## Confidence Intervals for Correlation and Proportion

First, this section shows how to compute a confidence interval for Pearson's correlation. The solution uses Fisher's z transformation. Then, it explains the procedure to compute confidence intervals for population proportions where the sampling distribution needs a normal approximation.

### Correlation

#### Learning Objectives

1. State the standard error of $z'$
2. Compute a confidence interval on $ρ$

The computation of a confidence interval on the population value of Pearson's correlation ($ρ$) is complicated by the fact that the sampling distribution of r is not normally distributed. The solution lies with Fisher's $z'$ transformation described in the section on the sampling distribution of Pearson's $r$. The steps in computing a confidence interval for $ρ$ are:

1. Convert $r$ to $z'$
2. Compute a confidence interval in terms of $z'$
3. Convert the confidence interval back to $r$.

Let's take the data from the case study Animal Research as an example. In this study, students were asked to rate the degree to which they thought animal research is wrong and the degree to which they thought it is necessary. As you might have expected, there was a negative relationship between these two variables: the more that students thought animal research is wrong, the less they thought it is necessary. The correlation based on 34 observations is -0.654. The problem is to compute a 95% confidence interval on $ρ$ based on this $r$ of -0.654.

The conversion of $r$ to $z'$ can be done using a calculator. This calculator shows that the $z'$ associated with an $r$ of -0.654 is -0.78.

The sampling distribution of $z'$ is approximately normally distributed and has a standard error of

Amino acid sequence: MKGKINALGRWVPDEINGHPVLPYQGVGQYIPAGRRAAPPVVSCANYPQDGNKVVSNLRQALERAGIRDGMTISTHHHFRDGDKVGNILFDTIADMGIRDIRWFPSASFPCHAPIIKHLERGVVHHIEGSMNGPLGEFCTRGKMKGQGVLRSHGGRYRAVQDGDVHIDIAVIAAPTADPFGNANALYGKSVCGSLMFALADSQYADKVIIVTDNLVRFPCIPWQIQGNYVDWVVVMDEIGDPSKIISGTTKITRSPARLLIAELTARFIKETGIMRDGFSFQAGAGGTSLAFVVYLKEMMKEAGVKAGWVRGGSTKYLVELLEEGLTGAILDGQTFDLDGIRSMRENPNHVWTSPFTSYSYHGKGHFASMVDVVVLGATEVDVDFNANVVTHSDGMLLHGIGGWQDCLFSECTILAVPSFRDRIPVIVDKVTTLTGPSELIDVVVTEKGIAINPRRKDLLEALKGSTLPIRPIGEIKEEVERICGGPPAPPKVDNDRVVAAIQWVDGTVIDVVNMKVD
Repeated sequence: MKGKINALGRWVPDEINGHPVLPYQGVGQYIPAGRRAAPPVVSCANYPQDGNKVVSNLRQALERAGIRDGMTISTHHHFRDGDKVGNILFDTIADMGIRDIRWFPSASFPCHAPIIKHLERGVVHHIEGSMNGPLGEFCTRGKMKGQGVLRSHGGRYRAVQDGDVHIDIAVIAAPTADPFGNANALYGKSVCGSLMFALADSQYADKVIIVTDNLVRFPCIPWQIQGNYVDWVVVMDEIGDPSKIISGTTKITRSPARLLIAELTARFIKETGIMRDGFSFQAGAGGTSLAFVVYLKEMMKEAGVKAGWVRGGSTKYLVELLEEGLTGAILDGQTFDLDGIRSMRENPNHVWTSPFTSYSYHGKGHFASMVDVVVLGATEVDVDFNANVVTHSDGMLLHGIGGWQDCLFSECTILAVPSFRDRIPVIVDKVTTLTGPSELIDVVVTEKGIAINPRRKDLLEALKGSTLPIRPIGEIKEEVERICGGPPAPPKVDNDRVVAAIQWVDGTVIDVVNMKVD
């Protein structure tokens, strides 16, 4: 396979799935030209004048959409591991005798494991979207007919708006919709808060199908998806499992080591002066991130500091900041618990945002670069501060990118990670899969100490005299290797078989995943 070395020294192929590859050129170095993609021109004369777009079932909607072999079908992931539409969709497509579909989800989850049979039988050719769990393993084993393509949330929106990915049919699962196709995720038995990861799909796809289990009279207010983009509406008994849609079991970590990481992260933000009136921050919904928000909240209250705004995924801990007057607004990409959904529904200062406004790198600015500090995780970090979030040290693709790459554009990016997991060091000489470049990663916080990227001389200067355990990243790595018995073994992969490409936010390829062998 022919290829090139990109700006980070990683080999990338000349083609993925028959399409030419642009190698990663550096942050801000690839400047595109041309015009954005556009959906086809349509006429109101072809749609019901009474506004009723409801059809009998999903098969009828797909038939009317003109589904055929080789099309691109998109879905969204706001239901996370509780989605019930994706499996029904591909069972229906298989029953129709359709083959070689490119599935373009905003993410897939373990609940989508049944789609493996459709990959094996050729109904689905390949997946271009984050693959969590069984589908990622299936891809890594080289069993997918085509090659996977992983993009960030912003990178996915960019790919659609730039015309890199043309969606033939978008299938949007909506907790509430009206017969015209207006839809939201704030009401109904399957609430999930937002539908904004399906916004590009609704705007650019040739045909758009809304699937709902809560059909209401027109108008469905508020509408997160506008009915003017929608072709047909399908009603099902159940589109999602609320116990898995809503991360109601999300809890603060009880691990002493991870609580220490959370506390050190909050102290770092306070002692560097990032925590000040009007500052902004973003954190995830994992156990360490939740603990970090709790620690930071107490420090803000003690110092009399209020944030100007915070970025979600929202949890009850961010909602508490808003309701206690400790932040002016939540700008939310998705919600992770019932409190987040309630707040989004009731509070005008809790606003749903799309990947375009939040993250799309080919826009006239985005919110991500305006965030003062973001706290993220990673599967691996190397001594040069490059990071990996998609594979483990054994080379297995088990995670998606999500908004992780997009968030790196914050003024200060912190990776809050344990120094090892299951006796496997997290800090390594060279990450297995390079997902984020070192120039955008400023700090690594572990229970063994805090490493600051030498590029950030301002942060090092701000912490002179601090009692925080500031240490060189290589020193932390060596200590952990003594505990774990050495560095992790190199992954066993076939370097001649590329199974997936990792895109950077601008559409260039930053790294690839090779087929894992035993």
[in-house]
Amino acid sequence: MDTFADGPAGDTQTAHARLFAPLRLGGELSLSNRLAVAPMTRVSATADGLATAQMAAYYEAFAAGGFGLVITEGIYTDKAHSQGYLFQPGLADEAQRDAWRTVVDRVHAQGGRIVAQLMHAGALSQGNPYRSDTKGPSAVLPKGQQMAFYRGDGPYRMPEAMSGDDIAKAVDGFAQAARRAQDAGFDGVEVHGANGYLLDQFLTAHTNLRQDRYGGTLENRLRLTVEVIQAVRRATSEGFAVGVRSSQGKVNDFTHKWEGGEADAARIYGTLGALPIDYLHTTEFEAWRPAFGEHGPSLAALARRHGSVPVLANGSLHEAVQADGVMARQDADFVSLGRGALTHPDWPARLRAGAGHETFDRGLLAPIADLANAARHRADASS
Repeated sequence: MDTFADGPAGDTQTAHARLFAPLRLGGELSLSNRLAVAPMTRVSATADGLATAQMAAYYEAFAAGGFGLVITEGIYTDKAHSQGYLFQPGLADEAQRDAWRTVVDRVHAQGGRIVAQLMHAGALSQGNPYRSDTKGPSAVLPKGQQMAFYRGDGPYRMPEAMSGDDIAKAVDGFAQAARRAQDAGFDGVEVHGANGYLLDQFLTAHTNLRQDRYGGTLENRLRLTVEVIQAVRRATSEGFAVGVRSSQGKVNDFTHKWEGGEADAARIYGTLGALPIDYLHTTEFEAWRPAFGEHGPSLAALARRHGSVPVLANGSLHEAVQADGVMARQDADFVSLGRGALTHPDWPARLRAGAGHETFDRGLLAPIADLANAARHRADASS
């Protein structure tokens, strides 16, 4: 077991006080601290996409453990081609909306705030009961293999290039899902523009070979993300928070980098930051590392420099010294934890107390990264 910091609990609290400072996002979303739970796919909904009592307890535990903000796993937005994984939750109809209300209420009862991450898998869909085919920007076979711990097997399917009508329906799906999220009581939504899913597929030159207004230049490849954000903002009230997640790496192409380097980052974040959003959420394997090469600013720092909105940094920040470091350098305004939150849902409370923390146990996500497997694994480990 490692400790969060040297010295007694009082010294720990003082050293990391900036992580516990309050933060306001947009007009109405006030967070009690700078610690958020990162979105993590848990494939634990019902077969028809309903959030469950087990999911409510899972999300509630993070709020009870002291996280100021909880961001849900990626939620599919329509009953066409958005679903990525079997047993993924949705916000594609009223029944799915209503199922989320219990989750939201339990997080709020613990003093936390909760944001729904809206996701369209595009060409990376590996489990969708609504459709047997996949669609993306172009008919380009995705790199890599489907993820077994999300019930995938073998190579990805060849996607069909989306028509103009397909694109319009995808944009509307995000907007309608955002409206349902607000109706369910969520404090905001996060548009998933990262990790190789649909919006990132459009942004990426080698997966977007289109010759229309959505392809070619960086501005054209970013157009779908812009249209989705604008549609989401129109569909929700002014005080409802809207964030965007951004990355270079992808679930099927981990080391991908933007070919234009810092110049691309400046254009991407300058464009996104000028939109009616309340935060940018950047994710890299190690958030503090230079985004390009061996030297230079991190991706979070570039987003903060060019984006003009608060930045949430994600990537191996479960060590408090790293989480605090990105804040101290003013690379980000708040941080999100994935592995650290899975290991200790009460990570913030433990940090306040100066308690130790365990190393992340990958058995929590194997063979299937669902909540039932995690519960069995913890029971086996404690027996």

$\dfrac{1}{\sqrt {N-3}}$

For this example, $N = 34$ and therefore the standard error is 0.180. The $Z$ for a 95% confidence interval ($Z_{.95}$) is 1.96, as can be found using the normal distribution calculator (setting the shaded area to .95 and clicking on the "Between" button). The confidence interval is therefore computed as:

$\text {Lower limit} = -0.775 - (1.96)(0.18) = -1.13$

$\text {Upper limit} = -0.775 + (1.96)(0.18) = -0.43$

The final step is to convert the endpoints of the interval back to $r$ using a calculator. The $r$ associated with a $z'$ of -1.13 is -0.81 and the $r$ associated with a $z'$ of -0.43 is -0.40. Therefore, the population correlation ($ρ$) is likely to be between -0.81 and -0.40. The 95% confidence interval is:

$-0.81 ≤ ρ ≤ -0.40$

To calculate the 99% confidence interval, you use the $Z$ for a 99% confidence interval of 2.58 as follows:

$\text {Lower limit} = -0.775 - (2.58)(0.18) = -1.24$

$\text {Upper limit} = -0.775 + (2.58)(0.18) = -0.32$

Converting back to $r$, the confidence interval is:

$-0.84 ≤ ρ ≤ -0.31$

Naturally, the 99% confidence interval is wider than the 95% confidence interval.

##### R code:
install.packages("psychometric")
library(psychometric)

CIr(r=-.654, n = 34, level = .95)
 -0.8124778 -0.4055190

CIr(r=-.654, n = 34, level = .99)
 -0.8468443 -0.3091669


Source: David M. Lane, https://onlinestatbook.com/2/estimation/correlation_ci.html This work is in the Public Domain.